The EPA initiated the fifth FYR for the site in June 2015. A press release announcing the commencement of the FYR was issued in June 2015. A site inspection was performed on July 10, 2015, to assess the protectiveness of the remedy and determine if any major changes occurred in and around the site that jeopardized the remedy. The EPA interviewed various entities with knowledge of the site to provide additional information concerning the site status. All the information pertaining to the site was evaluated.

The fifth FYR for the site was completed on March 25, 2016. The EPA concluded that the exposure assumptions, toxicity data, cleanup levels and remedial action objectives used at the time of the remedy selection are still valid. No additional criterion was identified to dispute the protectiveness of the remedy.

Progress Since Last Five-Year Review
The 2011 FYR included five issues and recommendations. The issues identified in the previous report are resolved, and the recommendations, where appropriate, were instituted as follows:
1. Update of the Operations and Maintenance Plan completed;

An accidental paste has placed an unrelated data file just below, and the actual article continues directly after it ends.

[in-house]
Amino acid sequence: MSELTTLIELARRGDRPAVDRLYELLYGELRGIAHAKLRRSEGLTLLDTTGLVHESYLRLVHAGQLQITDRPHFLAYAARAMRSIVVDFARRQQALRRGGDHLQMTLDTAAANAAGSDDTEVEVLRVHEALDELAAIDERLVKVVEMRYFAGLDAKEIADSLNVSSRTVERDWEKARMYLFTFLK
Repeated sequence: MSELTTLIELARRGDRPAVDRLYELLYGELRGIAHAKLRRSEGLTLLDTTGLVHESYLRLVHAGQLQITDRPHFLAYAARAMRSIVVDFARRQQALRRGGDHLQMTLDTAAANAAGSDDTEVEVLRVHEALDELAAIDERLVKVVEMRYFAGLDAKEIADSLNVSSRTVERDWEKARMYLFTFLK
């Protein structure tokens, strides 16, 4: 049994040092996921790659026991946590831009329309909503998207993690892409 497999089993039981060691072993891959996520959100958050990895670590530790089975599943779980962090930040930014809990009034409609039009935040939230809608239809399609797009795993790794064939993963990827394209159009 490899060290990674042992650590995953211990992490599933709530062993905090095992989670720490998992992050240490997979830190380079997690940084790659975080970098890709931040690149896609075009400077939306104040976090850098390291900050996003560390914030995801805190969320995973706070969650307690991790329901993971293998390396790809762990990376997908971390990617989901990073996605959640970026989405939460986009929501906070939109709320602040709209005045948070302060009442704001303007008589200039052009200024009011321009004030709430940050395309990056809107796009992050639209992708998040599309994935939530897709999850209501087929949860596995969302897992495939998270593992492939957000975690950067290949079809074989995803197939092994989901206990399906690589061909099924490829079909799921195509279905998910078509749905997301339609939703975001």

2. Surface water sampling discontinued;
3. Settlement surveys projected to be completed prior to the next FYR;
4. Continued monitoring and sampling of seeps;
5. Continued semi-annual site inspections and conduct maintenance as necessary.

Recommendations/Follow-up Actions
The FYR did not identify any issues that may affect long-term protectiveness of the current remedy. The next FYR will be completed by March 25, 2021.

National Priorities List

Proposal Date: September 8, 1983
Final Listing Date: September 21, 1984
Final Deletion Date: July 18, 2002

 

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What Has Been Done to Clean Up the Site?

The site is being addressed through potentially responsible party (PRP) actions. EPA has conducted several five-year reviews of the site’s remedy. These reviews ensure that the remedies put in place protect public health and the environment, and function as intended by site decision documents. The most recent review concluded that response actions at the site are in accordance with the remedy selected by EPA and that the remedy continues to be protective of human health and the environment.

The City of Sand Springs maintains the site and performs routine maintenance and sampling. In 2006, the site’s PRPs filed a deed notice with Tulsa County, restricting groundwater and land use at the site.